However, at the time of the IPO, this was not so. In the fourth quarter of 2020 which closed approximately two months before the IPO, the dollar-based net customer retention rate plunged from 94.7% to 63.1% - i.e., a 33 1/3% drop. Stated differently, far from having stabilized at a high level, the annualized dollar-based net customer retention rate for 2020 decreased to approximately 86.8% (or an approximately 15.48% further decline from 2019 - i.e., almost double the 8% decline that the Company disclosed in the Offering Documents.) This was material and known but not disclosed.
The Offering Documents also described several financing transactions. Most significantly, as relevant to the instant motions, the Company issued a Series F Warrant in November 2020. The Offering Documents however omitted the substantial known liability associated with the Series F Warrant. Instead, the Offering Documents merely indicated that the warrant had a value of approximately $34 million (disclosing the exercise price [$2.8814] and the number of shares [11,799,685] attributable to the warrant but failing to disclose that the stock associated with the warrant as of December 31, 2020 had a fair value price of $5.50 when the warrant was exercised in January 2021 and had an enormous unrecognized liability):
In November 2020, we issued a warrant to Novo Investment HK Limited with the value of US$34,000,000, or the series F warrant. The warrant holder may, within six months commencing from the issuance date, subscribe for an aggregate of 11,799,685 series F preferred shares of our company, par value of US$0.0001 per share, at the exercise price of US$2.8814 per share, subject to adjustment. The series F warrant is, prior to the expiration date, transferrable, subject to certain restrictions, and the warrant shares issuable thereunder will be converted and re-designated into Class A ordinary shares after this offering. We have granted the warrant holder the same registration rights as holders of registrable securities, including demand registration rights, F-3/S-3 registration rights and piggyback registration rights. See "- Shareholders Agreement - Registration rights". The series F warrant was exercised in full in January 2021.(NYSCEF Doc. No. 28, at 212).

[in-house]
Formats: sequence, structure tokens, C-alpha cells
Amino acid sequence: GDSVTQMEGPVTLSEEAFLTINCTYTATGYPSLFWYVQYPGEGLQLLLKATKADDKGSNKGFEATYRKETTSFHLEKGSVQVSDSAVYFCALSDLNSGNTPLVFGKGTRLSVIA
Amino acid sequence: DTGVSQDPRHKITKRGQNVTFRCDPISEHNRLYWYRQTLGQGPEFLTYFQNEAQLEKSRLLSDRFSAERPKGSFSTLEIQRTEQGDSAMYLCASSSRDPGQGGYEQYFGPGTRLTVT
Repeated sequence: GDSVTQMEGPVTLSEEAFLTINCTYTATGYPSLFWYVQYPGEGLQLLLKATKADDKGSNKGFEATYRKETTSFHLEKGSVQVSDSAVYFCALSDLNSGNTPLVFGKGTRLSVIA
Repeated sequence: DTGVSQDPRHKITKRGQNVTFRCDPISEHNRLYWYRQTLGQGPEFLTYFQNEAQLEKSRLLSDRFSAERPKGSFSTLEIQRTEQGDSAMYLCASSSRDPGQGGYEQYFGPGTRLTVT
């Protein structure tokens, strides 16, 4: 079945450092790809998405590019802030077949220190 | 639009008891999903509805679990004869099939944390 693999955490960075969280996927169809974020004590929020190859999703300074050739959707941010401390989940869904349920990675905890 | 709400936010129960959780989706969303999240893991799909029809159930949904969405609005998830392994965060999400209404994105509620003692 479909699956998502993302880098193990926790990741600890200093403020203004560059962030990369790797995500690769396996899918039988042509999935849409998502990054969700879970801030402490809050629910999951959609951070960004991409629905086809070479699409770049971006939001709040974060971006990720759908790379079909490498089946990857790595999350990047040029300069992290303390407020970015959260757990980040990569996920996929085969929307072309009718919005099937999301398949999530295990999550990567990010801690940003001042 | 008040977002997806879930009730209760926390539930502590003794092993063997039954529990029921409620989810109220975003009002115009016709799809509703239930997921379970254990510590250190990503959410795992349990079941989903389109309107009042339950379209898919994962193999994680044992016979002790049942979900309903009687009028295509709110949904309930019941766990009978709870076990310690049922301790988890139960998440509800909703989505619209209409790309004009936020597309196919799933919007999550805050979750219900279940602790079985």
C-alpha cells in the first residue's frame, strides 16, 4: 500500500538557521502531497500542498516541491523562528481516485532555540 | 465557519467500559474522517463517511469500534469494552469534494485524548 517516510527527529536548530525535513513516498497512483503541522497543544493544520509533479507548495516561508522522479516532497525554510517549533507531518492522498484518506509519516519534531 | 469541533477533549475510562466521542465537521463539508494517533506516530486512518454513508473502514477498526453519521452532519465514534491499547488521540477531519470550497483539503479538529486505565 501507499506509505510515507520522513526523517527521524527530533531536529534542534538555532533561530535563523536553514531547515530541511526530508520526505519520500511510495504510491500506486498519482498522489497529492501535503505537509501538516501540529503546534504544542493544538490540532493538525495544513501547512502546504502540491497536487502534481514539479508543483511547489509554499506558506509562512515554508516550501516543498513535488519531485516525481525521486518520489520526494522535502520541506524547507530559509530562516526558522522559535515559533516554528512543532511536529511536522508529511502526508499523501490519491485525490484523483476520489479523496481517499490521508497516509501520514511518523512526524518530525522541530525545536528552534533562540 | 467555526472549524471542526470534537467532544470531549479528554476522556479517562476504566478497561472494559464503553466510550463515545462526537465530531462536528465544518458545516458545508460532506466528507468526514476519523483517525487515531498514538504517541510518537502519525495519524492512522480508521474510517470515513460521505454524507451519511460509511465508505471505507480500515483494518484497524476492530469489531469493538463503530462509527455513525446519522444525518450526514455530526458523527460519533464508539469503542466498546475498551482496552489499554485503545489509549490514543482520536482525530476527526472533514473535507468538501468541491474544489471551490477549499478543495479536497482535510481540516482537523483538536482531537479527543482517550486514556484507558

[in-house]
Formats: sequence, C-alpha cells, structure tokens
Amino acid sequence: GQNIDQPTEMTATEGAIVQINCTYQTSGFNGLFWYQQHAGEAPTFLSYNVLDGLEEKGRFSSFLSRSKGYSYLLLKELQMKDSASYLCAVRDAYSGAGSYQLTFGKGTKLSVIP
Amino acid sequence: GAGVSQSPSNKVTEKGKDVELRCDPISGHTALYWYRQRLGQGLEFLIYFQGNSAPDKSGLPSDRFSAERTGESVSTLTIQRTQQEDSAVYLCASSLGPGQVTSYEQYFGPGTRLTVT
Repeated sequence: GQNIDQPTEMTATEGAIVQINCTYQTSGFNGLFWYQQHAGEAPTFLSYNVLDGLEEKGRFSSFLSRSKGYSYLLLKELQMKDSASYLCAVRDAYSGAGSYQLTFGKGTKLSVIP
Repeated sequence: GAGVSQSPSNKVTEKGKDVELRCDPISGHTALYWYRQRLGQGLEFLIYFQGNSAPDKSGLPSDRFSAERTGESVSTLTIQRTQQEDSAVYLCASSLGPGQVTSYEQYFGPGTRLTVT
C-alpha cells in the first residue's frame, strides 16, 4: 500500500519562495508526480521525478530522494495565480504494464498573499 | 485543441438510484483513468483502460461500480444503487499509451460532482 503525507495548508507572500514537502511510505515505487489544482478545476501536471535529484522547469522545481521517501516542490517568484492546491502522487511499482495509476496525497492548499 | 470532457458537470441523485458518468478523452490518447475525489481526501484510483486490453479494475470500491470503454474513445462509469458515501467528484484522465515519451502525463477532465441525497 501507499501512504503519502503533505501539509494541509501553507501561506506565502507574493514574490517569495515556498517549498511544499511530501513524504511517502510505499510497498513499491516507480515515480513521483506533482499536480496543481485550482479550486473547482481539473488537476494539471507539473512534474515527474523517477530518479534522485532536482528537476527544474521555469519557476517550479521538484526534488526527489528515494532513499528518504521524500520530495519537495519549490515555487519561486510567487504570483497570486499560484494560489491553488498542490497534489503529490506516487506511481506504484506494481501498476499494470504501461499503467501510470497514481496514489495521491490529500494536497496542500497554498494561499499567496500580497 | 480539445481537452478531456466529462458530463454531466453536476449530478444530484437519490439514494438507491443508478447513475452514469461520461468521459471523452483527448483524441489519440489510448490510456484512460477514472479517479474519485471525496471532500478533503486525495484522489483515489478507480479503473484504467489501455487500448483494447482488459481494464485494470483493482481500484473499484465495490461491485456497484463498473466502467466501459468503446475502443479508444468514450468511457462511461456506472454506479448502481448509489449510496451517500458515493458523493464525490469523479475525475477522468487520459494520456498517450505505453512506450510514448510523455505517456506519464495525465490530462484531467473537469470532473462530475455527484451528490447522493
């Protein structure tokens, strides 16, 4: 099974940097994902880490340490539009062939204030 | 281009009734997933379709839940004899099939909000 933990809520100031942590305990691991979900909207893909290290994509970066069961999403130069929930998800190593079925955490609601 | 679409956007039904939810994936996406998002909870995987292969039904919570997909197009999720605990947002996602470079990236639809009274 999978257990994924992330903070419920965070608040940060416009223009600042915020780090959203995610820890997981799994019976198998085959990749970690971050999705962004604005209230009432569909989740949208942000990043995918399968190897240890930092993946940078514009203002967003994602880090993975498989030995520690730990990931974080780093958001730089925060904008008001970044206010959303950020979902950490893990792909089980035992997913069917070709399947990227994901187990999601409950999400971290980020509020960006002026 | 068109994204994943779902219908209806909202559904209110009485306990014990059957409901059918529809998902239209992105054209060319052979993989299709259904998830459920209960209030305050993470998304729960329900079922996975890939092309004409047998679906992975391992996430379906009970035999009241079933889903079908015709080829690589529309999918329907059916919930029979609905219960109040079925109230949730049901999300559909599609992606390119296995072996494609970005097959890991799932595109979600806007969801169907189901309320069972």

By comparison, the Company had also issued Series E Warrants in October 2019, March 2020, and July 2020. These Series E Warrants had also been exercised at the time of the IPO. With respect to the Series E Warrants, the Company, however, disclosed the liability associated with these warrants:
In October 2019, we issued warrants to Guizhou Province Yunli High-tech Industry Investment Partnership (Limited Partnership) and Guizhou Province Chuangxin Chuangye Equity Investment Fund (Limited Partnership) with the right to purchase an aggregate of 6,112,570 series E preferred shares, as adjusted, at the aggregate exercise price of US$15,000,000. In connection with such series E warrants, the warrant holders extended loans to Ronglian Yitong in the aggregate principal amount of RMB equivalent to US$15,000,000 in 2019, or the series E loans. In March 2020 and July 2020, we issued additional warrants to such warrant holders with rights to purchase an aggregate of 314,274 series E preferred shares at nominal value for anti-dilution purpose. The series E warrants were exercised in full in November 2020. In connection with the exercise, we extended promissory notes to such holders in the aggregate principal amount of US$15,000,000, which will be repaid by such holders upon receipt of the repayment made by Ronglian Yitong pursuant to the series E loans. See "- History of Securities Issuances - Preferred shares"